Grandparents national insurance credit
(1) The Social Security Contributions and Benefits Act 1992 (c. 4) is amended as follows.
(2) In section 23A(3)(c) (Contributions credits for relevant parents and carers), after first in, insert unpaid care for 20 hours in that week or more of a grandchild under the age of 12 or of an ill, frail or disabled family member, friend or partner, or (d) otherwise in..(John Robertson.)
I beg to move, That the clause be read a Second time.
This debate might be a two-parter, because I know that the Minister for Employment and Welfare Reform will delight in giving me an answer. The aim of the new clause is to ensure that a person of working age does not face a pensions penalty in retirement because of taking on a significant caring role for a grandchild or somebody else in need. Grandparents Plus, which champions the vital role of grandparents and the wider family in childrens lives, has been working on the new clause. It provides a welcome voice to this debate because it represents a section of the population that is not always heard.
An early-day motion in favour of such a change has received cross-party support and has been signed by more than 80 Members. As a grandparent, I suppose that I should declare a prospective interest in new clause 9[Interruption.]
Perhaps the noise was being made by Committee members discussing their grandchildrenI am being a little disingenuous.
The new clause is important. Although I am not in the early throes of my working life, I, like many grandparents, am far from retirement age. I hope to have plenty of years in which to work and contribute to society. However, my family comes first, and many grandparents sacrifice their working lives for their grandchildren. The new clause would amend the Social Security Contributions and Benefits Act 1992 to create a credit for those of working age who provide 20 hours or more per week of unpaid care for a grandchild under the age of 12 or for an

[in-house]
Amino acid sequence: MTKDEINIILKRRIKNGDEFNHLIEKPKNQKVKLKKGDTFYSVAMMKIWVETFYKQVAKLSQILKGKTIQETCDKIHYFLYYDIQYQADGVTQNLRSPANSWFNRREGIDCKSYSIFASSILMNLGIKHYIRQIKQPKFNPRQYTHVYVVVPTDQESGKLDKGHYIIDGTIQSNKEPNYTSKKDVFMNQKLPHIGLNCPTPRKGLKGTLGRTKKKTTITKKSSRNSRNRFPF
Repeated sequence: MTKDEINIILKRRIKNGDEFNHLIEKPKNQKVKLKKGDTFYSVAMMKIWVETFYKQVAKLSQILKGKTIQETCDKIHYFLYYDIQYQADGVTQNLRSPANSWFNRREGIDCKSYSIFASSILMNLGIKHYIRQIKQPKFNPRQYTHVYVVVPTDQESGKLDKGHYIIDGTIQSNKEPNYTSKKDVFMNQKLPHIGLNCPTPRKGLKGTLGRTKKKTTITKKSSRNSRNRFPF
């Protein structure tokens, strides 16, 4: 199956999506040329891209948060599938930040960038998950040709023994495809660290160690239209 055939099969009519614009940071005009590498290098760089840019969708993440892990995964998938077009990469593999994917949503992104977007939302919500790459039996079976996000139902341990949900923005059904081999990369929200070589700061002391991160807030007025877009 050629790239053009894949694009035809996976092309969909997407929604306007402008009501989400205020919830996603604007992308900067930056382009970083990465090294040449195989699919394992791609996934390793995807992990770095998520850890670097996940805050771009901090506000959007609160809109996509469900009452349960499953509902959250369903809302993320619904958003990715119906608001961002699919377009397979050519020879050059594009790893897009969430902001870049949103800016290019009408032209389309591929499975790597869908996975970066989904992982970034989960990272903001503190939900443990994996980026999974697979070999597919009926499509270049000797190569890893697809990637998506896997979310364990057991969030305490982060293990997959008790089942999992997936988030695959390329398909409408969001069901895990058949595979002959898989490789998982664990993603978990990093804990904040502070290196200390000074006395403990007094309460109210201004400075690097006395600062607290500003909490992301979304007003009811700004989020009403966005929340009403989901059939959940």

ill, frail or disabled family member, friend or partner.
In the Pensions Act 2007, the Government introduced a weekly credit for parents, foster parents and carers to be specified by regulation that would go towards their pension to make up for the contributions that they would be making through national insurance. That measure did not include grandparents. When that issue was debated in the other place, Ministers promised to look into it further. I understand that the relevant regulations will be laid before Parliament in the coming weeks. I urge Ministers to use the new clause or the regulations to ensure that someone caring for a grandchild or a person in need to whom they are close will be entitled to the weekly credit.
I am sure that all hon. Members agree that anybody of working age who cares for a young grandchild, family member, friend or partner who is ill, frail or disabled for more than 20 hours a week is sacrificing time in which they could be working or engaging by doing something that is as socially beneficial as being in employment and making national insurance contributions. That is surely recognised by the 2007 Act through the introduction of the credit for parents, foster parents and other carers.
There is an obvious question of fairness and equality. When a personwhether they are a parent or a grandparentis caring for a child in the family instead of working, why should there be discrimination on their state pension? How can we say that someone caring for a family member, partner or friend is less deserving of a full state pension than someone who has spent time caring for their child?
The new clause is emphatically not about paying someone for care. There is no gain for somebody who is receiving a full state pension. It would give parity for state pension contributions. I wish to consider the specific case of grandparents who are close to retirement age, for whom the issue is more pressing. The current situation means that if a mother stays at home to care for her child, she gets a weekly credit towards her pension.